It is especially to the universities, then, that we must look for the development of the innovations and the innovative spirit that will allow us to create a sustainable future.  But that, in turn, means that within the universities, too, “business as usual” will no longer suffice.  Disciplinary constraints, departmental structure and long-standing practices must not be allowed to stifle the development of the bold and creative thinking that will be required.
We address these recommendations, then, to our colleagues in the universities, in the belief that they need to play an increasing role if our societies are to overcome the serious challenges that now confront us.

The social compact

Universities must reaffirm and continue to fulfil their role in the unwritten social compact by providing new knowledge, educated leaders, informed citizens, expert professional practitioners, services and training, as well as individual certification and accreditation in these fields. In exchange for the responsible and effective provision of these services, society supports higher education, contributes to its finance, accepts its professional judgment and scholarly certification, and grants it a unique degree of institutional autonomy and scholarly freedom. Within this compact, higher education has a reciprocal obligation for impartial scholarship, professional integrity, sensitivity to the various needs of society and an appropriate degree of public accountability.

The great web of learning

Research universities are only a small part of the greater web of learning represented by schools, colleges, technological institutes and countless other agents of instruction, investigation and discovery, ranging from family and social groups to learned societies. Vital though research universities are, their effectiveness in serving society depends upon the health of other members of this great web. We need far better understanding of the broad ecology and culture of learning, both within and among these other institutions. Universities need to play a leading role in developing this understanding.

New knowledge networks

There is a particular need for universities to develop an open interface between their own work and that of their clients, including government at all levels, civil society, industry, business, the professions and NGOs of all kinds. New knowledge networks, including especially electronic networks, need to be developed among these multiple users, interests, and groups. The university’s role as both convener and catalyst of such networks could support a sustained dialogue and partnership among the various stakeholders in addressing society’s greatest needs.

The integration of discovery and learning

It is vital that research universities, in every aspect of their institutional practice, emphasize and demonstrate the intimate linkage between discovery and learning, and between enquiry and instruction. Too often, these are still regarded as discrete fields of activity. Universities need to explore and develop new and effective ways of bringing together discovery and learning, for example, by expanding the use of studio-type courses or public service projects where group enquiry and action can provide a powerful means of learning.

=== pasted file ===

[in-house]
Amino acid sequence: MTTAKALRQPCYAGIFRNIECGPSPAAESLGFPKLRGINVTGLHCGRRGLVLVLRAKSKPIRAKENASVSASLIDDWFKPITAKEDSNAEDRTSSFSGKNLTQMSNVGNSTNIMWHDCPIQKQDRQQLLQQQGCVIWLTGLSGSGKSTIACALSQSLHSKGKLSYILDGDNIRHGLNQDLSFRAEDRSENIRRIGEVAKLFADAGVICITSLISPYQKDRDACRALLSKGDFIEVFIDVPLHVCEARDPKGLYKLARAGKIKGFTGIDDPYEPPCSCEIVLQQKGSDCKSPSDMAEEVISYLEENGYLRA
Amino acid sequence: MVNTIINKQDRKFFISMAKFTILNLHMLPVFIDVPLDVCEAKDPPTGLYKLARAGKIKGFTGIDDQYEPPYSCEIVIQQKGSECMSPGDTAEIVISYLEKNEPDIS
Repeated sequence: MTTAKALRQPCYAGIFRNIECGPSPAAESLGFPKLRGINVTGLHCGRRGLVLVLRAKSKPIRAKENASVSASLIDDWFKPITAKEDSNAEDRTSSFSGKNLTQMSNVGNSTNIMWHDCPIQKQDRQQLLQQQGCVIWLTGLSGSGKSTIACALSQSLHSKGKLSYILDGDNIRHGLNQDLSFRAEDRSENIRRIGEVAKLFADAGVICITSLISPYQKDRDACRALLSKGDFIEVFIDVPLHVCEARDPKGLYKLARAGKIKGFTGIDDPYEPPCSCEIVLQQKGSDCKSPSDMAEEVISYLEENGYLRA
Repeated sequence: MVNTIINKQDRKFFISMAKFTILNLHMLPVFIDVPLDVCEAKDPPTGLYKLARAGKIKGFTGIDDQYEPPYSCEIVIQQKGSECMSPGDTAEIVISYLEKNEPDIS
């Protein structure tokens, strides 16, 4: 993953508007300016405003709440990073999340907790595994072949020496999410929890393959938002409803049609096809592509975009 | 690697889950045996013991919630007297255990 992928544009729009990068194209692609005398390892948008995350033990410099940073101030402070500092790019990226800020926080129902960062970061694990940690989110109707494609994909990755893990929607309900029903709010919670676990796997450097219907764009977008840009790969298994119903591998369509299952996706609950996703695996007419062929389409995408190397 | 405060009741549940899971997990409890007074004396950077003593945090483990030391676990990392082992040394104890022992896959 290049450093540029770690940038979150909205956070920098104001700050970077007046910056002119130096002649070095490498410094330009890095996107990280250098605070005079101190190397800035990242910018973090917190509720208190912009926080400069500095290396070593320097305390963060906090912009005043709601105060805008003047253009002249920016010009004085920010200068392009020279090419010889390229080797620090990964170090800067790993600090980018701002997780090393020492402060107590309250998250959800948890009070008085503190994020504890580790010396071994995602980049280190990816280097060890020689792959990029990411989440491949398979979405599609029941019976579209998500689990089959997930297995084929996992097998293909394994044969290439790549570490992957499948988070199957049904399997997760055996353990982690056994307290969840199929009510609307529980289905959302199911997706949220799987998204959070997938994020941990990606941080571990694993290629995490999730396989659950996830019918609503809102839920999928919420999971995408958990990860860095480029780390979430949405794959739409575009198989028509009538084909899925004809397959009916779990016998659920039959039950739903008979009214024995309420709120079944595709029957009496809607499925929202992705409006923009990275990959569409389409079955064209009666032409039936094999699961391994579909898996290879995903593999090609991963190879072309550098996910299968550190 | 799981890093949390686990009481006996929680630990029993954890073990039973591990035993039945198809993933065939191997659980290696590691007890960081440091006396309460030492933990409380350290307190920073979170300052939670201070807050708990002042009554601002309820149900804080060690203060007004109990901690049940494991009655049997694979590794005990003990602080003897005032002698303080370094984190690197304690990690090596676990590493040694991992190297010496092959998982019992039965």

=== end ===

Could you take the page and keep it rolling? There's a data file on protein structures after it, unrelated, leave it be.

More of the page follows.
The nurture of leaders

Decisions made by the current and the following generation of leaders are likely to have a decisive impact on humanity’s future efforts to achieve a just, sustainable, dynamic social equilibrium. This will require the cultivation and nurture of responsible leaders, whose technical and professional competence is matched by their critical thinking, intellectual breadth, moral awareness and social responsibility. This places an obligation on educational leaders to support and promote those liberal studies that have long provided a foundation for civic virtue.
Because many of the challenges that face humanity are of global extent and international proportions, and thus cannot be solved in isolation, it is essential that the university community itself should remain international in its membership and open to multiple cultural traditions, aspirations and needs.

The power of partnership

The world’s grand challenges — such as water supply, food production, health care, energy and climate change — are not likely to yield to narrow disciplinary analysis and resolution. Universities need constantly to cultivate and support interdisciplinary approaches and team projects, and develop ways of encouraging such partnerships in goal-oriented research. Such research will not succeed, however, without a reservoir of fundamental scientific knowledge, created through research in the basic sciences. Our commitment to basic research must not only be maintained, but also increased, even as we seek to apply its findings to societal needs.

The social dimension

The grand challenges to our future well-being also involve issues of daunting social and economic complexity. The humanities, social and behavioural sciences are an integral part of the analysis and solution of these various societal challenges. Every problem today is systemic in nature, so it needs to be investigated through a socio-technical lens.

Creative coalitions